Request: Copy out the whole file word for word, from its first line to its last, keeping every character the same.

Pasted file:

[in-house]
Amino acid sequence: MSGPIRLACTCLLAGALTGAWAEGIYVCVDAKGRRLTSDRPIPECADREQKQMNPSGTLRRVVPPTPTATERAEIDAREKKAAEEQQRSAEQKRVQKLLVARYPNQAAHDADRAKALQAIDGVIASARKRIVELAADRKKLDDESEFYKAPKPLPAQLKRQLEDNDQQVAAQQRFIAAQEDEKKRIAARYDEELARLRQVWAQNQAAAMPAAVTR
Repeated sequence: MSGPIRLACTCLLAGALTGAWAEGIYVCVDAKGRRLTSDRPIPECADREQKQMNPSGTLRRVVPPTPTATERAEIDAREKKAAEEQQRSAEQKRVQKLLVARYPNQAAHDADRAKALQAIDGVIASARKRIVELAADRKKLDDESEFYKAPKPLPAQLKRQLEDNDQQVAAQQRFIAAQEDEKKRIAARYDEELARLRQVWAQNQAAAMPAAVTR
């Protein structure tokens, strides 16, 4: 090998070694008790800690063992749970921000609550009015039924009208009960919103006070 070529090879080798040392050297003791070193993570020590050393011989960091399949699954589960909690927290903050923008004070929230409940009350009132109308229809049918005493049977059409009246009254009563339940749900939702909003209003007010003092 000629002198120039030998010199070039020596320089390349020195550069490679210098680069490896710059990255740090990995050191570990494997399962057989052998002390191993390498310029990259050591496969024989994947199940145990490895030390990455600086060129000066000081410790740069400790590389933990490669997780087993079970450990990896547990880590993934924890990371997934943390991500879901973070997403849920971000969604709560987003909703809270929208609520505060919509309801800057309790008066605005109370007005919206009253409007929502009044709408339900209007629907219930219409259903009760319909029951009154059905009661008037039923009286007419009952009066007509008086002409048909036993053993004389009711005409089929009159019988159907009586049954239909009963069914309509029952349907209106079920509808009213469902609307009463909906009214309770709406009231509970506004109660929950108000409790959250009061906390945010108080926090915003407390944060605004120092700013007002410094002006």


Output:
[in-house]
Amino acid sequence: MSGPIRLACTCLLAGALTGAWAEGIYVCVDAKGRRLTSDRPIPECADREQKQMNPSGTLRRVVPPTPTATERAEIDAREKKAAEEQQRSAEQKRVQKLLVARYPNQAAHDADRAKALQAIDGVIASARKRIVELAADRKKLDDESEFYKAPKPLPAQLKRQLEDNDQQVAAQQRFIAAQEDEKKRIAARYDEELARLRQVWAQNQAAAMPAAVTR
Repeated sequence: MSGPIRLACTCLLAGALTGAWAEGIYVCVDAKGRRLTSDRPIPECADREQKQMNPSGTLRRVVPPTPTATERAEIDAREKKAAEEQQRSAEQKRVQKLLVARYPNQAAHDADRAKALQAIDGVIASARKRIVELAADRKKLDDESEFYKAPKPLPAQLKRQLEDNDQQVAAQQRFIAAQEDEKKRIAARYDEELARLRQVWAQNQAAAMPAAVTR
């Protein structure tokens, strides 16, 4: 090998070694008790800690063992749970921000609550009015039924009208009960919103006070 070529090879080798040392050297003791070193993570020590050393011989960091399949699954589960909690927290903050923008004070929230409940009350009132109308229809049918005493049977059409009246009254009563339940749900939702909003209003007010003092 000629002198120039030998010199070039020596320089390349020195550069490679210098680069490896710059990255740090990995050191570990494997399962057989052998002390191993390498310029990259050591496969024989994947199940145990490895030390990455600086060129000066000081410790740069400790590389933990490669997780087993079970450990990896547990880590993934924890990371997934943390991500879901973070997403849920971000969604709560987003909703809270929208609520505060919509309801800057309790008066605005109370007005919206009253409007929502009044709408339900209007629907219930219409259903009760319909029951009154059905009661008037039923009286007419009952009066007509008086002409048909036993053993004389009711005409089929009159019988159907009586049954239909009963069914309509029952349907209106079920509808009213469902609307009463909906009214309770709406009231509970506004109660929950108000409790959250009061906390945010108080926090915003407390944060605004120092700013007002410094002006």